Do you know of anyone else doing this?

No, not from a clinical standpoint. But I’ve got to believe that others are sitting there with the same concepts; what they lack sometimes is access to a large clinical database that’s standardized.

Maine has enjoyed an environment of collaboration among providers statewide, correct?

Actually, we’ve had problems in the past, not because people weren’t willing to share data, but because of technological issues. In Maine, people are no less competitive, but they’ve come to understand the value proposition of having a shared vision. The hardest thing is to have them understand that patients aren’t loyal. The numbers are actually amazing that way. And what we’ve tried to do, ever since I came into this role in 2006, from the board and management team, was that we would make a profit to keep the lights on, even though were a non-profit. And we’re in a good place. We also happen to be a data course for others, who put it into their analytics. There’s an organization in the Northeast formed through investment partnership between Eastern Maine, Maine Health, Dartmouth College, Dartmouth-Hitchcock, and Fletcher Allen Health. Those five organizations have invested in an analytics company called Northern New England Accountable Care Collaborative; we basically feed data to them for their ACO. But we’re also running our tools, too. It’s coopetition, really. And some days are better than others.

What would you advise our core readership of CIOs and CMIOs to think about, in all this?

From my perspective, that balance of competition versus coopetition. I like that. There is a value proposition in exposing yourself to that cooperative side of the equation, and I think that calculus needs to be thought about very carefully. And while I’m already starting to see some issues of channeling, trying to keep people within your structure—and we’re seeing some of that coming back again—but I think for your readership, the question of value or opportunity lost as a result of competition, is something that ought to be thought through and weighed. It’s not right for every market, but it’s a tradeoff between what you think you hold, and a competitive advantage that could actually be more via synergy. That’s the hard calculus that people need to make. It works in Maine, but that’s only because we’ve made it work in Maine.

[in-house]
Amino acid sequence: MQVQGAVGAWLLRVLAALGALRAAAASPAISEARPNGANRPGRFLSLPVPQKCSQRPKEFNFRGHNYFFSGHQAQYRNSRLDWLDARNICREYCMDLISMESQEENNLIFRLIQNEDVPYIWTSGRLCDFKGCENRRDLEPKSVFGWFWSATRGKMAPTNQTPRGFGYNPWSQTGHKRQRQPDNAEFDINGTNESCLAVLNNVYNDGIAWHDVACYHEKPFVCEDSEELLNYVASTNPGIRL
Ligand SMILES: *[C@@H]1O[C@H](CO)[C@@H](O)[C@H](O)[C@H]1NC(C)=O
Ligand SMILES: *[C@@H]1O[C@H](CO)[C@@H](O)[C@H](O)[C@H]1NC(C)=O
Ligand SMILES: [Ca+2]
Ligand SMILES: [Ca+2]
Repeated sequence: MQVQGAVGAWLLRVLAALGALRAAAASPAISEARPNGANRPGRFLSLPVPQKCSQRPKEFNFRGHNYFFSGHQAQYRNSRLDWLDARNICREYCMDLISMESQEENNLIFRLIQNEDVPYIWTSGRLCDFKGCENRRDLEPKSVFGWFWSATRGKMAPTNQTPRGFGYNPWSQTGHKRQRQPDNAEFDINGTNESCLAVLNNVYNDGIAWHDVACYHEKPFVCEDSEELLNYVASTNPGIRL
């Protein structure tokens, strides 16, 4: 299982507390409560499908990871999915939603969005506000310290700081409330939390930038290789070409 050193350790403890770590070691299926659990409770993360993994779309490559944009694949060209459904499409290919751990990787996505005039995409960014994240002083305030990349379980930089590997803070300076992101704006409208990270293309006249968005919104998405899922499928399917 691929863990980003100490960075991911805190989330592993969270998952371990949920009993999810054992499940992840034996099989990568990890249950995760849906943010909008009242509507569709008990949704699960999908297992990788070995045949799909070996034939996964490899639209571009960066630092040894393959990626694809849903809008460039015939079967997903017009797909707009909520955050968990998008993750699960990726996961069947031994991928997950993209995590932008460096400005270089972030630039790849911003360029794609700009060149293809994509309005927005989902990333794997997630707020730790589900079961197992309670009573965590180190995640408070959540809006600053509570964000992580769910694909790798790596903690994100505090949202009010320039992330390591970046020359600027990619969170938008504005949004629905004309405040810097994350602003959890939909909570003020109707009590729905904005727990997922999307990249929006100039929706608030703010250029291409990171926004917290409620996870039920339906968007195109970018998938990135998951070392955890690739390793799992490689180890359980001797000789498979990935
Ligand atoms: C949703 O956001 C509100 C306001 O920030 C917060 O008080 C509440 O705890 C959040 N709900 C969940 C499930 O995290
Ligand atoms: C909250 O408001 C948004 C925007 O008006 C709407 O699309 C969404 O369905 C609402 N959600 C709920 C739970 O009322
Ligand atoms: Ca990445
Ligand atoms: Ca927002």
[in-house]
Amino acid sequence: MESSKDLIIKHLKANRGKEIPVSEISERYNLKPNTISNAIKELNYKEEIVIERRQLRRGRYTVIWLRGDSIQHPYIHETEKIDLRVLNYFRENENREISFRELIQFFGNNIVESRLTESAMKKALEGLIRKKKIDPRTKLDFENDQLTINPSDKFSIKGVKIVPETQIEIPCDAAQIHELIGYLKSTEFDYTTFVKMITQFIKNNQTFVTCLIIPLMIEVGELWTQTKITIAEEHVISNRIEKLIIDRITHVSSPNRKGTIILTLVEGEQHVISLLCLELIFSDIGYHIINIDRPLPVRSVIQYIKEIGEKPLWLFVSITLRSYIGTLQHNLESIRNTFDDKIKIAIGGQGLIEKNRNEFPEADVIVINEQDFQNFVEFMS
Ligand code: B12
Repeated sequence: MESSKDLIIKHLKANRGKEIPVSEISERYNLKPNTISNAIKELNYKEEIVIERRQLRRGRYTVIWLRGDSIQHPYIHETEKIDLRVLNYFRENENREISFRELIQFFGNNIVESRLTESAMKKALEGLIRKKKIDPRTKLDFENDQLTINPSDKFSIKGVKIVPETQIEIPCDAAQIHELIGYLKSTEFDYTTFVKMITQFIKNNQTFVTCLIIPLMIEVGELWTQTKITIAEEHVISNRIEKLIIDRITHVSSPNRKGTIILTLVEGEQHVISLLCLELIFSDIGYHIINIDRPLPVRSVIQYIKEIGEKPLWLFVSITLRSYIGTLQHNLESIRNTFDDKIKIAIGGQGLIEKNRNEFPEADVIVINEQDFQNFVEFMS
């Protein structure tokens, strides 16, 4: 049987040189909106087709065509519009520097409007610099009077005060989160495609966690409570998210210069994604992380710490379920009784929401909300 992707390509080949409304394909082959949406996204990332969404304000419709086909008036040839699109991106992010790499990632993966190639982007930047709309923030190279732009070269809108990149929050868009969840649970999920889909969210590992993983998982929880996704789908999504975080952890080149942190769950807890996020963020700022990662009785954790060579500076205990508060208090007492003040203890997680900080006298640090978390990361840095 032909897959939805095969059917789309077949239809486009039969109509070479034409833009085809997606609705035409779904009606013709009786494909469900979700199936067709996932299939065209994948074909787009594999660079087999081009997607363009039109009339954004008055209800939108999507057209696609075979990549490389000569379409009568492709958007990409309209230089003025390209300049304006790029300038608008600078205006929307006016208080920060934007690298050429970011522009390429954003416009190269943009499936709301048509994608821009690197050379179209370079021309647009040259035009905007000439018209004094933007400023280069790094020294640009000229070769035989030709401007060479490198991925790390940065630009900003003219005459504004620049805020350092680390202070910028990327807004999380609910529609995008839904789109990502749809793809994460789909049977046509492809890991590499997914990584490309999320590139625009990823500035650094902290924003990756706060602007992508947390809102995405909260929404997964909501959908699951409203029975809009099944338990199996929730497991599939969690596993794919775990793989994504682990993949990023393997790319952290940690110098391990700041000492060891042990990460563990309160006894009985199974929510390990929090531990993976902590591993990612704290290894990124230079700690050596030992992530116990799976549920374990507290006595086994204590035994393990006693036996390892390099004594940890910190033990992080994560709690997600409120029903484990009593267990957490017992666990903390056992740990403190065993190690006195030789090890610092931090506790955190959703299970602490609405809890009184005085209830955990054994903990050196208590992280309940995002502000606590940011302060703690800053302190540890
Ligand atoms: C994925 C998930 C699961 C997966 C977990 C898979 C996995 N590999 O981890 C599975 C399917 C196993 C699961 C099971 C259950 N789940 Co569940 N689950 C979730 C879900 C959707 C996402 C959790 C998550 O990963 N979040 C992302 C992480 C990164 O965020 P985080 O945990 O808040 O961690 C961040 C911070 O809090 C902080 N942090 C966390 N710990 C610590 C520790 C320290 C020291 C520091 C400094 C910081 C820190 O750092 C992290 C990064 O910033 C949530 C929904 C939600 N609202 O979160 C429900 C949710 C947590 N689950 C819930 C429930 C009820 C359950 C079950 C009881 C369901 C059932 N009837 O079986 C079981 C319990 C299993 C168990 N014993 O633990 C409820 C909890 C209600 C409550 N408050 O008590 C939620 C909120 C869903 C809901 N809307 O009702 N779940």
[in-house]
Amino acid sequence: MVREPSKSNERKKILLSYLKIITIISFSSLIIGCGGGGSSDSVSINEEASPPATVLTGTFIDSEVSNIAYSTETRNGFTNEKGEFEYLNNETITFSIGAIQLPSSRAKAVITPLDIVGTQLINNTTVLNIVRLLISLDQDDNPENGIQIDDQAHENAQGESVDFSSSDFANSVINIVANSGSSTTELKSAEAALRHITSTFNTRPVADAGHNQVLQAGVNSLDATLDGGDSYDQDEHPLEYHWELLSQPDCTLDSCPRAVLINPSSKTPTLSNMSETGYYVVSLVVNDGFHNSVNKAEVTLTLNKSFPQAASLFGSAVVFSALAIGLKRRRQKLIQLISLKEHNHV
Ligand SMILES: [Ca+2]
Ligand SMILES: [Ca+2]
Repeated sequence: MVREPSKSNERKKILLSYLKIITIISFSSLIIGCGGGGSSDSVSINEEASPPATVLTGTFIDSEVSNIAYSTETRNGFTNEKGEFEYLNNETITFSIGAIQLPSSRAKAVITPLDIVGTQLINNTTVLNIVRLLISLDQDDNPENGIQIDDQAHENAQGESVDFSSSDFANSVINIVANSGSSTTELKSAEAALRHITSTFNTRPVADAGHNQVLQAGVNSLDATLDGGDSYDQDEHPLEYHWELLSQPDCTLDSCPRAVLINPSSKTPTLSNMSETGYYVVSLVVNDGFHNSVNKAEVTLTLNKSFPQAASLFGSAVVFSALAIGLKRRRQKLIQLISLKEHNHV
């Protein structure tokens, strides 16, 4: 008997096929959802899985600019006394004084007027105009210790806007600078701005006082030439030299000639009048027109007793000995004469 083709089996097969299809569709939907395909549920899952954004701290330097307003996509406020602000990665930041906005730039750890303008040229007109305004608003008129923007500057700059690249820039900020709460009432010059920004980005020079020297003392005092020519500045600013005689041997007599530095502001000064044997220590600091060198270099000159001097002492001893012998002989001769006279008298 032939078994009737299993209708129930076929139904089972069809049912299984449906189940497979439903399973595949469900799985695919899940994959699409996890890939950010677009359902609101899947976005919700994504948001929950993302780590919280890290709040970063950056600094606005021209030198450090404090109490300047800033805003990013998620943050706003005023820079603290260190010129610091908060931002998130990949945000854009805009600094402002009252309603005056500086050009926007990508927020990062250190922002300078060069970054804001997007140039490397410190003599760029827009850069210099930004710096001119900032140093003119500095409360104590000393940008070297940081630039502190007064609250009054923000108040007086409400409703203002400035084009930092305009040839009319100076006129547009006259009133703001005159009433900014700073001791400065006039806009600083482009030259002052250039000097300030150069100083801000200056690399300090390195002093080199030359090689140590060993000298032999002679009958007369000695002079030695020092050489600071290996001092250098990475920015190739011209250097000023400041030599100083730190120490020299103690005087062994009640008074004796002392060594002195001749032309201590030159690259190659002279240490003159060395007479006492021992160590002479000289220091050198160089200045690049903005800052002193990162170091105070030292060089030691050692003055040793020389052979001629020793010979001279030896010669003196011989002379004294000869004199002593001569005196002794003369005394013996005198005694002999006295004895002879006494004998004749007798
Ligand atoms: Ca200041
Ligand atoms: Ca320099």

And our marketplace, like everybody else’s, is changing very rapidly now. We’re seeing consolidation, an increase in physician employment—over 80 percent of our physicians are employed now. So what does that mean to an exchange when you’ve only got a few large systems, and no independents? That’s a challenge to face. We’re in a really wonderful place right now; the work that’s been done in the last seven or eight years is positioning us extremely well for the moment; but it could be a totally different scenario in two or three years, and we’ll have to adapt to changes to continue to be successful.